AbstractThe dense water outflow from the Antarctic continental shelf is closely associated with the strength and position of the Antarctic Slope Front. This study explores the short-term and spatial variability of the Antarctic Slope Front system and the mechanisms that regulate cross-slope exchange using highly temporally and spatially resolved measurements from three ocean gliders deployed in 2012. The 22 sections along the eastern Antarctic Peninsula and west of the South Orkney Islands are grouped regionally and composited by isobaths. There is consistency in the front position around the Powell Basin, varying mostly between the 500- and 800-m isobaths. In most of the study area the flow is bottom intensified. The along-slope transport of the Antarctic Slope Current (upper 1000 m) varies between 0.2 and 5.9 Sv (1 Sv ≡ 106 m3 s−1) and does not exhibit a regional pattern. The magnitude of the velocity field shows substantial variability, up to twice its mean value. Higher eddy kinetic energy (0.003 m2 s−2) is observed in sections with dense water, possibly because of baroclinic instabilities in the bottom layer. Distributions of potential vorticity show an increase toward the shelf along isopycnals and also in the dense water layer. Glider sections located west of the South Orkney Islands indicate a northward direction of the flow associated with the Weddell Front, which differs from previous estimates of the mean circulation. This study provides some of the first observational confirmation of the high-frequency variability associated with an active eddy field that has been suggested by recent numerical simulations in this region.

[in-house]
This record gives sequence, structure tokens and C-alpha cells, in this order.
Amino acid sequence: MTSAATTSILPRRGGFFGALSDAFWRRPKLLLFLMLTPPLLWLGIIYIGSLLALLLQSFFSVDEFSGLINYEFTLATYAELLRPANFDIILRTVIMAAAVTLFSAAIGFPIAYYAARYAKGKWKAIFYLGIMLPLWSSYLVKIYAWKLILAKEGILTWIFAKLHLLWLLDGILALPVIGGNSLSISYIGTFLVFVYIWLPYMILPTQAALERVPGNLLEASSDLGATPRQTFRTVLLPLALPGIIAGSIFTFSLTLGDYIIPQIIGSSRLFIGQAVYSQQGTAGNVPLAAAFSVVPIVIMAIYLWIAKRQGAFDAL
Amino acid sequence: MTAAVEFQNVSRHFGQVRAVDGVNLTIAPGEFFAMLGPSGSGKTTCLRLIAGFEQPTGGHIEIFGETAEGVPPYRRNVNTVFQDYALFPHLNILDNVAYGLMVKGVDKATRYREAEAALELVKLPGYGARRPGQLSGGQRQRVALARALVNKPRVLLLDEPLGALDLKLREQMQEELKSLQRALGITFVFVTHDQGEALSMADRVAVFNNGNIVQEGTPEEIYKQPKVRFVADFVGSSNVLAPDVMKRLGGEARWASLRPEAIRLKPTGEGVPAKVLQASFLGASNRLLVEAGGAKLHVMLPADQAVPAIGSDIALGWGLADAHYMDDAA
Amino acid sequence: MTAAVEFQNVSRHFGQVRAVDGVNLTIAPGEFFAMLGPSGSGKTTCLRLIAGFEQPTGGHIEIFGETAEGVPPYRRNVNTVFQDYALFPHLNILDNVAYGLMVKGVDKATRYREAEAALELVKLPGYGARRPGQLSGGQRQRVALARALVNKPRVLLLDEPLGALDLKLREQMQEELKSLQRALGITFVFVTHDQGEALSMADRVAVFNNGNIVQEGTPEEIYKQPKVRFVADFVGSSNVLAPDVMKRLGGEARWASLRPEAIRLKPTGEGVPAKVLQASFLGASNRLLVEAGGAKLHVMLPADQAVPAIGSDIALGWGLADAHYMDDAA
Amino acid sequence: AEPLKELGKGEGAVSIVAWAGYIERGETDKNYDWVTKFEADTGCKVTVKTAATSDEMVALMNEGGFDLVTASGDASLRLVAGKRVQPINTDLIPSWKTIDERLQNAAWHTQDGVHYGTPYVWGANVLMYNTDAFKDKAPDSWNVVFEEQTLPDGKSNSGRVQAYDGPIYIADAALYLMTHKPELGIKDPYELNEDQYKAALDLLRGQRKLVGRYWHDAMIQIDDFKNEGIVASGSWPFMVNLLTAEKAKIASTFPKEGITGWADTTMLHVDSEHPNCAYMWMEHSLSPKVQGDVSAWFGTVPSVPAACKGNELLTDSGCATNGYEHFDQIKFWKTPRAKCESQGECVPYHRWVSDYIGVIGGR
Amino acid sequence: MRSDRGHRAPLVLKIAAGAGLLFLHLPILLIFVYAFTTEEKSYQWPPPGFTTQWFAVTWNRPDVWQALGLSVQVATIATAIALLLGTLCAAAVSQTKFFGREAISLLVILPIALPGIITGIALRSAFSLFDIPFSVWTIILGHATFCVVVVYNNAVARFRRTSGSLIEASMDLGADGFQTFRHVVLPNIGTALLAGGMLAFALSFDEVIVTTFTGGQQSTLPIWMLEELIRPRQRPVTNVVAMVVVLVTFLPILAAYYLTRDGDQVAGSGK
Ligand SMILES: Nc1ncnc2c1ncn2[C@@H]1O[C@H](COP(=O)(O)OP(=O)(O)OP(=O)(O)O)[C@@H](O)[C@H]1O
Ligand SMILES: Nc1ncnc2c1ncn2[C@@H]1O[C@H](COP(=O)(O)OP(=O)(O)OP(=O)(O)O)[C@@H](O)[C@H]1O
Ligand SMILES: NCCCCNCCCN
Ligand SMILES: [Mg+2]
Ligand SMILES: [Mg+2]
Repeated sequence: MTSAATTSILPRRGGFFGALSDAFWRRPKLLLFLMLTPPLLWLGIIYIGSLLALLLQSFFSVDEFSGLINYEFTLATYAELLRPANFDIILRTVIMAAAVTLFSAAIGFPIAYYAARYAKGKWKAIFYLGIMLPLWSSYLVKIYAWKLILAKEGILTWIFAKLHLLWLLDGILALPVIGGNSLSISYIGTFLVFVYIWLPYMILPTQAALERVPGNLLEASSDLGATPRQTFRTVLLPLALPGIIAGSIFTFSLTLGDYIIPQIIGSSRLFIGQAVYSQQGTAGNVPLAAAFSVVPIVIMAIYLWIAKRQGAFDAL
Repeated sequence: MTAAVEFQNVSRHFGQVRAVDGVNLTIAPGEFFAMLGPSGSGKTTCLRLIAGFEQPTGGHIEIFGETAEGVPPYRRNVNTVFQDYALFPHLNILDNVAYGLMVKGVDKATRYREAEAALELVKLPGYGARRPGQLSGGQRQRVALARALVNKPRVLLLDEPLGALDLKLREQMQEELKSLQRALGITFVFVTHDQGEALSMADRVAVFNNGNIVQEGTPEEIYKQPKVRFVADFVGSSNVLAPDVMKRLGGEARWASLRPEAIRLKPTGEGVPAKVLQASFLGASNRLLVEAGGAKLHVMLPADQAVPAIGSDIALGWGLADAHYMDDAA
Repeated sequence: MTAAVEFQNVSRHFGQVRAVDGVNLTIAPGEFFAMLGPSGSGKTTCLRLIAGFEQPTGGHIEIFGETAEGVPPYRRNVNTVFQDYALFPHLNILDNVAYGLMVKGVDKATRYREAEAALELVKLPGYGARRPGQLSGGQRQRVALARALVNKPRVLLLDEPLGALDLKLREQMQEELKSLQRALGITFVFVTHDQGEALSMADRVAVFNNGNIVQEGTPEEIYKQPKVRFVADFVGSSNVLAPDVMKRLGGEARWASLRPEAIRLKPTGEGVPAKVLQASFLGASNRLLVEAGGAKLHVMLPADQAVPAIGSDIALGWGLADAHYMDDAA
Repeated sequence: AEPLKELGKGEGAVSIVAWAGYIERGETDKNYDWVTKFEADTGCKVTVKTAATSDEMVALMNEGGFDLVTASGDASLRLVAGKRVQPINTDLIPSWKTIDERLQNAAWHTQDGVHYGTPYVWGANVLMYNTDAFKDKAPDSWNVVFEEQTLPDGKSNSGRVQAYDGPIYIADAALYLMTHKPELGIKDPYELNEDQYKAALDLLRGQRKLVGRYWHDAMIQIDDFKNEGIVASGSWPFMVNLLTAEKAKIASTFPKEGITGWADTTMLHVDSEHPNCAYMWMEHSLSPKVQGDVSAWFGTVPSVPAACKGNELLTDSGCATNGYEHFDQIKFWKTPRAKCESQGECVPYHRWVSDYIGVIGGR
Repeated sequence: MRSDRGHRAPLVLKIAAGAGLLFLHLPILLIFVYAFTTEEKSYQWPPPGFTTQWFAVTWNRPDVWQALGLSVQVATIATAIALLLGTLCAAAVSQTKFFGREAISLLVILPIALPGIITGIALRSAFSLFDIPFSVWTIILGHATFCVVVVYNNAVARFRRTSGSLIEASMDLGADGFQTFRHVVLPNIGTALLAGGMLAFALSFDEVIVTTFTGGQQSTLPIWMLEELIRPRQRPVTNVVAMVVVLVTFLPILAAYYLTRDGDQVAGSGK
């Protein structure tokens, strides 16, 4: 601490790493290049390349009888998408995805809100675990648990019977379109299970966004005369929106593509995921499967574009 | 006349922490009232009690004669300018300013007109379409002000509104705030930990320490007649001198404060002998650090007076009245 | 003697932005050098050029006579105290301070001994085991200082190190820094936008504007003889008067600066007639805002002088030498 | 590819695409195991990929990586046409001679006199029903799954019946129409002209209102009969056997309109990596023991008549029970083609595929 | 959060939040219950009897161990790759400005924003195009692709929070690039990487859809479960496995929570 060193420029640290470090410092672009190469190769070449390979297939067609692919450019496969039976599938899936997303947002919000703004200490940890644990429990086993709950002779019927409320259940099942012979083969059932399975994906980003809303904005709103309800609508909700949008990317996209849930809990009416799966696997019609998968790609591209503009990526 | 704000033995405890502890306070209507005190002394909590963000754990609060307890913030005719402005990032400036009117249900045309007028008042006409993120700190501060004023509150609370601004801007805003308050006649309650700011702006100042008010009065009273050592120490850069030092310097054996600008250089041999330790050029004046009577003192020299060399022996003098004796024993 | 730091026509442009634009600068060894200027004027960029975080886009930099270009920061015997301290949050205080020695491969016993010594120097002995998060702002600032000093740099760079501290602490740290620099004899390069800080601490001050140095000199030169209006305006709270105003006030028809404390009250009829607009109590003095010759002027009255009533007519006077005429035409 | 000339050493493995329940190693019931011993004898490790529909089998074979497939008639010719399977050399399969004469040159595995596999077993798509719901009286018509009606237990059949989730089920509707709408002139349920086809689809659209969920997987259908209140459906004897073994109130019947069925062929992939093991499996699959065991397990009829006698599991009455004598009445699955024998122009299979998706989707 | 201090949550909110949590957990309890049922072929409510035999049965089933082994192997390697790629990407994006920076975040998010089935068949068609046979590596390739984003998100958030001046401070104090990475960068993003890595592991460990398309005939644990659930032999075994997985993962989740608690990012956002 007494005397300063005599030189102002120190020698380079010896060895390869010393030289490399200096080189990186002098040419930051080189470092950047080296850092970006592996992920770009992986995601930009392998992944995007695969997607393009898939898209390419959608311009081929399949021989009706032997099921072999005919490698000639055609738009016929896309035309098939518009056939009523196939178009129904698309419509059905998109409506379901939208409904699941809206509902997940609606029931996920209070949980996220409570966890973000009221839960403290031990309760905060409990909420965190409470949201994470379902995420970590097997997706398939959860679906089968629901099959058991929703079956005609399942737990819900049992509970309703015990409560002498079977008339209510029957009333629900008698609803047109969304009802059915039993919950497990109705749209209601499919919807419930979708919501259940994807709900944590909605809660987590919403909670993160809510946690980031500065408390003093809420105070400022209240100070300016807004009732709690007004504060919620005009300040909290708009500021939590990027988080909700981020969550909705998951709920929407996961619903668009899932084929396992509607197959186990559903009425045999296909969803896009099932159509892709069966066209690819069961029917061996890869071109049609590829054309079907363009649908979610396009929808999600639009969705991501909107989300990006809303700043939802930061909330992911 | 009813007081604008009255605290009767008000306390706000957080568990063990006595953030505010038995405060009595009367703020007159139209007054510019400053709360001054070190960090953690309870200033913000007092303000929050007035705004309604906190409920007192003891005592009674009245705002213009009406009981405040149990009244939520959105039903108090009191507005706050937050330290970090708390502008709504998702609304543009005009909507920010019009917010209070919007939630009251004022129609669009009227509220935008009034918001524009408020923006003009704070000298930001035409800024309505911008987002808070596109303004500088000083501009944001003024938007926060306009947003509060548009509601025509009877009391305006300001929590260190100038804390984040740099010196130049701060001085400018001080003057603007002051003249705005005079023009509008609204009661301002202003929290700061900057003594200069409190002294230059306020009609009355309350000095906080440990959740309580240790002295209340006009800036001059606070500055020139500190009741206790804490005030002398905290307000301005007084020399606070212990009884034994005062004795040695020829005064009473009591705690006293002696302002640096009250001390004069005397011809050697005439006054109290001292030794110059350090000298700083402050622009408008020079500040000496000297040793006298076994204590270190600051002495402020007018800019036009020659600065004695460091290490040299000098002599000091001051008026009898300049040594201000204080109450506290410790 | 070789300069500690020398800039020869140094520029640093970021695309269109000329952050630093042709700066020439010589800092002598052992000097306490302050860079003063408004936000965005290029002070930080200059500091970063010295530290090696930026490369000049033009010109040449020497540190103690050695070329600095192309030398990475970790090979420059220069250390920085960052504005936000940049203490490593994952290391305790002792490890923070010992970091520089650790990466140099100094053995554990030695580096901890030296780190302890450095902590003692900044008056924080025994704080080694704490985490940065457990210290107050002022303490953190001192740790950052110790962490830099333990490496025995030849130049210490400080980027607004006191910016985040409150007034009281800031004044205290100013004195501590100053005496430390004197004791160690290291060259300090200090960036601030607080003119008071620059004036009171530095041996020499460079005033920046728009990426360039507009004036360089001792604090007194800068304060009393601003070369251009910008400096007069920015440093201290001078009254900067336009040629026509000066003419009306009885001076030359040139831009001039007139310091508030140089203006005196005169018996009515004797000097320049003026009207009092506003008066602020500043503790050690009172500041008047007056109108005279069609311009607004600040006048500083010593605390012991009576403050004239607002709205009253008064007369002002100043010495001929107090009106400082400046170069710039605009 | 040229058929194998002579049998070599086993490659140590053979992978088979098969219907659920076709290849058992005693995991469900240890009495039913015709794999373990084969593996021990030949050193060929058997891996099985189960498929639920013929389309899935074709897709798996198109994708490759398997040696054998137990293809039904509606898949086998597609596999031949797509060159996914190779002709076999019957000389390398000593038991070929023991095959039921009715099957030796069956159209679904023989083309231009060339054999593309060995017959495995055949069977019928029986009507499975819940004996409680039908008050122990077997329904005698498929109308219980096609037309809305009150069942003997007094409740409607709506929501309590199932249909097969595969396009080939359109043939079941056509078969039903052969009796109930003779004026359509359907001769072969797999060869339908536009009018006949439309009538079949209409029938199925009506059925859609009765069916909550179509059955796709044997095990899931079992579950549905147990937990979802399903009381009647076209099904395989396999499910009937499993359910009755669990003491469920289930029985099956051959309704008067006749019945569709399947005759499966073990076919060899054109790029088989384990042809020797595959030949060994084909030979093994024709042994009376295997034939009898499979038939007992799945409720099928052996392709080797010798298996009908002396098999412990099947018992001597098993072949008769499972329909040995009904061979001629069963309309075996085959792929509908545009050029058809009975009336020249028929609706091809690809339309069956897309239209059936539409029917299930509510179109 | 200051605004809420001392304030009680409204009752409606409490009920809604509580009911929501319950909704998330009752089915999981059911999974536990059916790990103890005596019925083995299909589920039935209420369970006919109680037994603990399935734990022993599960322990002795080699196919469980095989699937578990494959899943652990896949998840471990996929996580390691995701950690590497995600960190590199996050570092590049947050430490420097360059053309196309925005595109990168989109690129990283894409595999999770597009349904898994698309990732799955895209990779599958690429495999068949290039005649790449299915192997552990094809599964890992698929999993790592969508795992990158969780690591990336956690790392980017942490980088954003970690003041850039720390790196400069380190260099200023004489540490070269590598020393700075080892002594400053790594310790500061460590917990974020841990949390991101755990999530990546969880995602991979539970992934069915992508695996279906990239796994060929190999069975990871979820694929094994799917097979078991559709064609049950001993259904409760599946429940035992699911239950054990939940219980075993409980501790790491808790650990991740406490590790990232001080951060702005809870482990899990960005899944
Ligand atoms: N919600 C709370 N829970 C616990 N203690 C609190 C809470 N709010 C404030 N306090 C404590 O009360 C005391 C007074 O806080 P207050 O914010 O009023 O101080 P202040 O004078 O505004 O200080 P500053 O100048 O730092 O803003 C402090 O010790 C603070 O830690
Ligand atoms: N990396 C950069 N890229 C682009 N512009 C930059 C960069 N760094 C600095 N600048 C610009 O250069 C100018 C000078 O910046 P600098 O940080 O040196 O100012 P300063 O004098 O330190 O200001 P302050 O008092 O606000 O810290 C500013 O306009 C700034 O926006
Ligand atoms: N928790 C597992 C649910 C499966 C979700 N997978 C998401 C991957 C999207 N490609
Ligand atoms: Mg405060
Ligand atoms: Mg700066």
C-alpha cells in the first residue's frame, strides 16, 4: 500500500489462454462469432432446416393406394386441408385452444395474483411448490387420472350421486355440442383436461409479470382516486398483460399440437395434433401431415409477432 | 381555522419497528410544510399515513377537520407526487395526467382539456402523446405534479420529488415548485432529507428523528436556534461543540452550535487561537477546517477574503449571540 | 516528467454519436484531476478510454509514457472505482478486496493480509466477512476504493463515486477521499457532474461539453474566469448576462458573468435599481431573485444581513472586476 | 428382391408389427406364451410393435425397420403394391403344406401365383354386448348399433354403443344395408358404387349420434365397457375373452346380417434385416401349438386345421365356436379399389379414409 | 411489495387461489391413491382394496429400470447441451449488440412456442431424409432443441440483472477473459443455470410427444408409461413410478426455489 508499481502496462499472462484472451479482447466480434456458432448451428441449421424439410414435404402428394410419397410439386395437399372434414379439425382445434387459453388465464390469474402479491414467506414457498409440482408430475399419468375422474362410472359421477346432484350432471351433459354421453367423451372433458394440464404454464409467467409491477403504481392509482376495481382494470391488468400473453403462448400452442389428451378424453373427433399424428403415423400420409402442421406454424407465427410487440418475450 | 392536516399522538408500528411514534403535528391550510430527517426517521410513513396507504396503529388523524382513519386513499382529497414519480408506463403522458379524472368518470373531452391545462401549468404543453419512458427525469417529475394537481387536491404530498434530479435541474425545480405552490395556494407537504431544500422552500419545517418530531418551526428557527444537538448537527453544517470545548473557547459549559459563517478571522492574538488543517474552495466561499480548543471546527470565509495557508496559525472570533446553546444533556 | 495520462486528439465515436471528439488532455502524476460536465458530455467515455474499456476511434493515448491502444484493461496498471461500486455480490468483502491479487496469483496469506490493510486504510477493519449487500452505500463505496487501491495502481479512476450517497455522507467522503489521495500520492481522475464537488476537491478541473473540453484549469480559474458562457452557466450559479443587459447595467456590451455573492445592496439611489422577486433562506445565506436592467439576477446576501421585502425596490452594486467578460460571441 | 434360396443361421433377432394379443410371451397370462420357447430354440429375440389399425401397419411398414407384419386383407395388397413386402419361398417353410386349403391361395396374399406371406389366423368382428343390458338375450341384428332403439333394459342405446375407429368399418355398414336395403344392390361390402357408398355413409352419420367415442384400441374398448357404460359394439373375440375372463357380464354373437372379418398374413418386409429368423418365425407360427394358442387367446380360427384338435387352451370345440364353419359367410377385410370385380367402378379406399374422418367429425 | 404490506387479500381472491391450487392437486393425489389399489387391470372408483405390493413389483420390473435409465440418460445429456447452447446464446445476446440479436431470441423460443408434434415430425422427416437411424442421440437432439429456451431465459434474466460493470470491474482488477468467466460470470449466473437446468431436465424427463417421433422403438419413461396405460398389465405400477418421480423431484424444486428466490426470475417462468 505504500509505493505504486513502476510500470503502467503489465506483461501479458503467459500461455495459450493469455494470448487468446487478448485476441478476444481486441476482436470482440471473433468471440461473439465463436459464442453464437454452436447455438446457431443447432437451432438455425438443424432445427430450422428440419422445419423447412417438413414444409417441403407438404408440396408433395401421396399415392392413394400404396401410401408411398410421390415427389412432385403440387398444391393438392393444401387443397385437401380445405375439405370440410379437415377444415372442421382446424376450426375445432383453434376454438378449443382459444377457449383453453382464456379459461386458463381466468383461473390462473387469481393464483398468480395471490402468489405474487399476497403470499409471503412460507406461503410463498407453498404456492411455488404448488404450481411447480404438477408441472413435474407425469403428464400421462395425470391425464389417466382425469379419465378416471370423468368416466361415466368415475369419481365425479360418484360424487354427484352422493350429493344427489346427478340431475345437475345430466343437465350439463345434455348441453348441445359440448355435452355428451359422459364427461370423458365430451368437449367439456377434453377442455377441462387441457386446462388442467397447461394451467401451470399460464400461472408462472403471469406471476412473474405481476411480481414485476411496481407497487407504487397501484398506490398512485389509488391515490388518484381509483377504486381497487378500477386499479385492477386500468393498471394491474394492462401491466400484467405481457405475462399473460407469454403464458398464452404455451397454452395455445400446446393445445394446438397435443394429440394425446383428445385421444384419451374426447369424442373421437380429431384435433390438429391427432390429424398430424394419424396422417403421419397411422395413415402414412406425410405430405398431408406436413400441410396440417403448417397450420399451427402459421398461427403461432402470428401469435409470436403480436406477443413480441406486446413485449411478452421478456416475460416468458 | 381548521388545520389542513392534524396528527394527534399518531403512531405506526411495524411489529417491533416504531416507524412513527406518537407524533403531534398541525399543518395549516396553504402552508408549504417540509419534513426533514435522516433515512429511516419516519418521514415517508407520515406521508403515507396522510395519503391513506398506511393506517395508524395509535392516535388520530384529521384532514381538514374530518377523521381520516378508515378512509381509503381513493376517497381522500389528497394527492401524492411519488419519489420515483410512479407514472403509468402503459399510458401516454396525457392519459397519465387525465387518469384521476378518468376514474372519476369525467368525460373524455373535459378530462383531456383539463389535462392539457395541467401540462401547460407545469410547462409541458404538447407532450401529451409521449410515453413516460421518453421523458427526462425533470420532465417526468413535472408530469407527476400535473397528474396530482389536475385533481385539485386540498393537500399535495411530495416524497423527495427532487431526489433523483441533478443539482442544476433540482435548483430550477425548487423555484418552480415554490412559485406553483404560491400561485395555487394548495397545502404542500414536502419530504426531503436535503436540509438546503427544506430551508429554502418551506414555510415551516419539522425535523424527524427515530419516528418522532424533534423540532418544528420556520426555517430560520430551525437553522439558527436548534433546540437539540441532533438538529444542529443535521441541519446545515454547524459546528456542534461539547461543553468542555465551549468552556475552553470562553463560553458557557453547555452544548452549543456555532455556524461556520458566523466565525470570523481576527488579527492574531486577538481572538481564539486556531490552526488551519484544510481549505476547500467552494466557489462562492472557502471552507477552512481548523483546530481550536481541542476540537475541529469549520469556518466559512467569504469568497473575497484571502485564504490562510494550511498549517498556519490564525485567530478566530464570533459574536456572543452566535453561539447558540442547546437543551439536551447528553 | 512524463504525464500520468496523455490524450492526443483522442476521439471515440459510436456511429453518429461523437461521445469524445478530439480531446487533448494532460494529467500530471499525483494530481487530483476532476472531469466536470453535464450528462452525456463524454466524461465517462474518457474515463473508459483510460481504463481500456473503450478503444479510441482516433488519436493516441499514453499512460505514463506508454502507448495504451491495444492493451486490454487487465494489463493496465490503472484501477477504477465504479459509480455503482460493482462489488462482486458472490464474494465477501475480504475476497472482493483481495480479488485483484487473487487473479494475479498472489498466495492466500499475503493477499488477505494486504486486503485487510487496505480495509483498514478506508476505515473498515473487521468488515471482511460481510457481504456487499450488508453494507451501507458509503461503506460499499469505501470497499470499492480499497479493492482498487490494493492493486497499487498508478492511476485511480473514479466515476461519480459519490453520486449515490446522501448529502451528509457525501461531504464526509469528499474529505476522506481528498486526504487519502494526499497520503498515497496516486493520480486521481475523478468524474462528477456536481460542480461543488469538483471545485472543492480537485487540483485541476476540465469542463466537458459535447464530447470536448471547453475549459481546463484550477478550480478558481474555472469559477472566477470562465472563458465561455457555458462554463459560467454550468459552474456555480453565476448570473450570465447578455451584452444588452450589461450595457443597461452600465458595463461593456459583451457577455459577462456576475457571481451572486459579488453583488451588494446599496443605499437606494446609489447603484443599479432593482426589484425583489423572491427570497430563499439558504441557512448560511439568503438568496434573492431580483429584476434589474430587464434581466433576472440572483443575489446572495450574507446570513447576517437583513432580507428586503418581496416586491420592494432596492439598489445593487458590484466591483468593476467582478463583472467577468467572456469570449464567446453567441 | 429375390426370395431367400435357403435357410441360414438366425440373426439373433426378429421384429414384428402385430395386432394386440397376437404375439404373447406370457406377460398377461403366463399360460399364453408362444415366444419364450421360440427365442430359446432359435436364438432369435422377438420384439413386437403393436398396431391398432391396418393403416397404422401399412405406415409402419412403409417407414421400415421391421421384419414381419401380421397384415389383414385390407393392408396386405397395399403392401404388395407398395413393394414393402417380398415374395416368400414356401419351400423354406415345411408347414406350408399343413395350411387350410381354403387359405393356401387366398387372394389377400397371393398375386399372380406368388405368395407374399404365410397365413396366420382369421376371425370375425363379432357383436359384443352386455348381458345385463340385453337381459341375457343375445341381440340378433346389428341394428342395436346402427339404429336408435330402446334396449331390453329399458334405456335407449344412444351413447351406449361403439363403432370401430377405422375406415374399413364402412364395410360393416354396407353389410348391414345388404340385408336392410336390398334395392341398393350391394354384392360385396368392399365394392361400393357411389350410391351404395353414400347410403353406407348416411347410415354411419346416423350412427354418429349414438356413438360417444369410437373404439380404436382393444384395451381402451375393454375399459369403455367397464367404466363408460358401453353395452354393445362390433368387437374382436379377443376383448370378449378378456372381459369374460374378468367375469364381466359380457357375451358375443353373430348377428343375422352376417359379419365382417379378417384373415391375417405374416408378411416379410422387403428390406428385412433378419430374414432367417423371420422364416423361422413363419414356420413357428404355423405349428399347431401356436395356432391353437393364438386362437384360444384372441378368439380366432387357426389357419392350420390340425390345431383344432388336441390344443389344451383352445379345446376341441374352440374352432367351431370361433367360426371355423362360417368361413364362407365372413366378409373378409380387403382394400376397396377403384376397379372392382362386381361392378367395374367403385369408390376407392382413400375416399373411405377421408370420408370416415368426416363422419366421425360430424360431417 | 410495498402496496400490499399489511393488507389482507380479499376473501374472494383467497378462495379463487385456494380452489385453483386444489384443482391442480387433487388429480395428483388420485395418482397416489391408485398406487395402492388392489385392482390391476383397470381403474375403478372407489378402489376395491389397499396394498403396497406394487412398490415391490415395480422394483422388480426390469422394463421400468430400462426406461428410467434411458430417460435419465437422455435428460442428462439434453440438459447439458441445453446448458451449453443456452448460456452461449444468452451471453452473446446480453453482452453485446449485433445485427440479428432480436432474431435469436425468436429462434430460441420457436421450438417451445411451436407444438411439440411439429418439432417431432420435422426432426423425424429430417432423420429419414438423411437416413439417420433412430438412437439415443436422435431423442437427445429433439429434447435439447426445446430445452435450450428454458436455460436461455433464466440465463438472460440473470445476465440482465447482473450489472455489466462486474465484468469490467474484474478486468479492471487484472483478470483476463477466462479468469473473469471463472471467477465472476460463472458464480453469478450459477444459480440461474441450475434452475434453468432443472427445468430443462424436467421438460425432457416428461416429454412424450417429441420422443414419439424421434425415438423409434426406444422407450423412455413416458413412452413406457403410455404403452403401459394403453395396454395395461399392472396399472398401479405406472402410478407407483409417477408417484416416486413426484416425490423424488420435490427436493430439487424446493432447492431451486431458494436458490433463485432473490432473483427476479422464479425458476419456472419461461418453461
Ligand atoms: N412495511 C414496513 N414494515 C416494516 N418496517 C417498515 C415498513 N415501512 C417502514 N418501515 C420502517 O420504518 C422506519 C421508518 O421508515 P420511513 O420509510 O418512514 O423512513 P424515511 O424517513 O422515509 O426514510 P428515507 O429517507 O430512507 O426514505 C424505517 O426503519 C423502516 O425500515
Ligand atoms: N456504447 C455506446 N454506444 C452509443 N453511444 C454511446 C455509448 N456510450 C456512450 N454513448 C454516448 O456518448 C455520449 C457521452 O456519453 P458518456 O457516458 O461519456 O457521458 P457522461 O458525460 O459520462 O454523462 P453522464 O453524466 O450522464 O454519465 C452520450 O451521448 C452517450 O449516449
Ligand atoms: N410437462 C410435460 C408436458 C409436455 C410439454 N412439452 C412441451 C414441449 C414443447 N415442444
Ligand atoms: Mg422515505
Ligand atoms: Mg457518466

Journal of Physical Oceanography – American Meteorological Society
Published: Dec 14, 2017
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